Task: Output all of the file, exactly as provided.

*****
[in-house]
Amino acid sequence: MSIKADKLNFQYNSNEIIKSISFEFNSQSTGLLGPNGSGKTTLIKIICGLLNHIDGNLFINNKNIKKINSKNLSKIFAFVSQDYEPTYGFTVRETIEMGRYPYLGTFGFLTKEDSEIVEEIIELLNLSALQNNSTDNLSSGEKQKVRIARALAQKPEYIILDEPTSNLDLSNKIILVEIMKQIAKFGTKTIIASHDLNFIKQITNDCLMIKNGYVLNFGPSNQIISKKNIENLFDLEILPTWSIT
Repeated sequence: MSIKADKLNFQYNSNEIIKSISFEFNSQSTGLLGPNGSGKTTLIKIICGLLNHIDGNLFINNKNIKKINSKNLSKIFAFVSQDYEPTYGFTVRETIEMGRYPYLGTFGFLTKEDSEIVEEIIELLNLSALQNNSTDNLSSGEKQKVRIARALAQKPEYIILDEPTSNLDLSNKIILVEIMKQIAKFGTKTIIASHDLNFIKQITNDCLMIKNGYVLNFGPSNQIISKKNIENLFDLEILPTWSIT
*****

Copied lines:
[in-house]
Amino acid sequence: MSIKADKLNFQYNSNEIIKSISFEFNSQSTGLLGPNGSGKTTLIKIICGLLNHIDGNLFINNKNIKKINSKNLSKIFAFVSQDYEPTYGFTVRETIEMGRYPYLGTFGFLTKEDSEIVEEIIELLNLSALQNNSTDNLSSGEKQKVRIARALAQKPEYIILDEPTSNLDLSNKIILVEIMKQIAKFGTKTIIASHDLNFIKQITNDCLMIKNGYVLNFGPSNQIISKKNIENLFDLEILPTWSIT
Repeated sequence: MSIKADKLNFQYNSNEIIKSISFEFNSQSTGLLGPNGSGKTTLIKIICGLLNHIDGNLFINNKNIKKINSKNLSKIFAFVSQDYEPTYGFTVRETIEMGRYPYLGTFGFLTKEDSEIVEEIIELLNLSALQNNSTDNLSSGEKQKVRIARALAQKPEYIILDEPTSNLDLSNKIILVEIMKQIAKFGTKTIIASHDLNFIKQITNDCLMIKNGYVLNFGPSNQIISKKNIENLFDLEILPTWSIT